With three different races, a 10k, a half marathon and a marathon all on the course at the same time and a ridiculous number of Spitfires taking part, spotting them all was something of a challenge. Different coloured bibs helped a little with working out who was running what, red for the 10k, light blue for the half and dark blue for the full marathon. Then there were the pacers in orange shirts. Unfortunately, I missed most of them, including my very own Spitfire, Dave Keates.
The course was slightly easier than last year, which was just as well given the weather conditions. The Itchen Bridge was near the start (at least for the single lap half marathoners and 10k runners) and there was even a mist feature to help cool things down. A very welcome cool breeze greeted runners as the race touched on Weston Shore and Riverside Park provided more cool water (at least to look at) and a touch of shade. The final part of the course, through St Denys, Portswood and Highfield, was the toughest, being mostly uphill, but runners had the Common to look forward to when they got to the top.
The heat was always going to be a problem, especially for the marathoners. Although some people looked surprisingly fresh in the final stages of the race and a few even managed a sprint finish, there were some very hot and bothered faces heading towards the finish line. The Spitfire Mile Makers did their best to lift flagging spirits but, sadly, the ambulance crews were needed to pick up a few who’d succumbed to the heat and the distance. Amongst them was the usually super speedy Gerry Robson, who was runnng his first marathon. Thankfully, all those who’d collapsed or struggled were soon back on their feet after a little cool down and some much needed refreshment. Kim and Vicky were the last Spitfires to officially cross the line after almost six and a half hours spent in the baking sun motivating the last half marathoner. For most of the Spitfires the day ended with a few welcome drinks in the Spitfire pub.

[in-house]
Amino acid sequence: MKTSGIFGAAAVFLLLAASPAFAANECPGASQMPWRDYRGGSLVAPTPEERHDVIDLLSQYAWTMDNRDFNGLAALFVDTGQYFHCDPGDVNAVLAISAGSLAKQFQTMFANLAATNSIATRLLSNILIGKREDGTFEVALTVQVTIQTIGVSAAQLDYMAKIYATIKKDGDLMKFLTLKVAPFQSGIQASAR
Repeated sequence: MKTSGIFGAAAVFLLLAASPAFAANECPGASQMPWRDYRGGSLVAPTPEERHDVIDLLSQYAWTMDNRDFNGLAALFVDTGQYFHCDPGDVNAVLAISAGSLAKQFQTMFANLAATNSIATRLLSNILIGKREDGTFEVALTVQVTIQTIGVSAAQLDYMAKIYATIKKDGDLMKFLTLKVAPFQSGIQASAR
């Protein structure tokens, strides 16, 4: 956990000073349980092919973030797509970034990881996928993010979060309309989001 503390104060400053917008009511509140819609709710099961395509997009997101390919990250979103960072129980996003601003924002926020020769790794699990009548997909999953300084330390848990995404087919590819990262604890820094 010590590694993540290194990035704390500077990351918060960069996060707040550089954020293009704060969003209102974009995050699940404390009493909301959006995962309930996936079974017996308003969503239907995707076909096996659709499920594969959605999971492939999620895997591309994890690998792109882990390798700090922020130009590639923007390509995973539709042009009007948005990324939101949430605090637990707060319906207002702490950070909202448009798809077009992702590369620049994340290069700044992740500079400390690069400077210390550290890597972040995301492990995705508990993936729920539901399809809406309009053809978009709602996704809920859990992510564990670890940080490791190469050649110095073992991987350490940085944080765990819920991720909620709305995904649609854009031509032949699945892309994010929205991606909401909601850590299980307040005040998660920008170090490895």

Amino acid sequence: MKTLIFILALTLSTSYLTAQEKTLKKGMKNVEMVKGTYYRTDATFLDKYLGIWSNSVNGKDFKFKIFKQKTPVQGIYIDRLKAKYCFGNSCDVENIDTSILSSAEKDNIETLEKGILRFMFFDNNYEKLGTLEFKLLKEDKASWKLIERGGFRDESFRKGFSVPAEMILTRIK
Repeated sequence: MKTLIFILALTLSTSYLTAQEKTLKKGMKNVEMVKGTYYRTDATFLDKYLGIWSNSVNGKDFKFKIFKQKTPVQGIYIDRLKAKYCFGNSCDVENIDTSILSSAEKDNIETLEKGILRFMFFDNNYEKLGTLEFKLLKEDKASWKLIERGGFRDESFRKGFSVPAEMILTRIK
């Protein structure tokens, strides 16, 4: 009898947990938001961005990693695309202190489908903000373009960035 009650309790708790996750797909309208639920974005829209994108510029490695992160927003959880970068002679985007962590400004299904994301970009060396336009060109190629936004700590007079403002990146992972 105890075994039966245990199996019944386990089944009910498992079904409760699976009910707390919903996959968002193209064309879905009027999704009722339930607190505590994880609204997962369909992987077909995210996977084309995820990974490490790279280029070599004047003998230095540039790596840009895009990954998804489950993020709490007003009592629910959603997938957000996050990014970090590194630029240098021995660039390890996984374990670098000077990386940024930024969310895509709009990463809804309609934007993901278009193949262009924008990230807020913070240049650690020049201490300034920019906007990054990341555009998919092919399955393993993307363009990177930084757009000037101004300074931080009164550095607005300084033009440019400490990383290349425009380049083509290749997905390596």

Finish for Matt
Running a marathon is a huge thing to ask of the human body. In 490BC the Athenian herald, Philippides, ran the 26 miles from Marathon to Athens to deliver the news of the military victory against the Persians at the Battle of Marathon. He collapsed and died after completing his mission. His story is the origin of the modern day marathon and, sadly, runners do still die while trying to complete this body taxing feat.
During this month’s London Marathon MasterChef semi finalist, Matt Campbell, collapsed 22.5 miles into the race. He later died. Matt was raising money for the Brathay Trust in memory of his late father and runners all over the country pledged to run the final 3.7 miles of Matt’s marathon and donate to the charity to help him posthumously raise the £2,500 he’d aimed for. Many of those running for Matt printed off special race numbers to show their support and could be seen at parkruns and races all over the country. On Sunday a group of Spitfires got together and ran the distance too. So far the money raised for the charity has topped £300,000. What a fantastic tribute.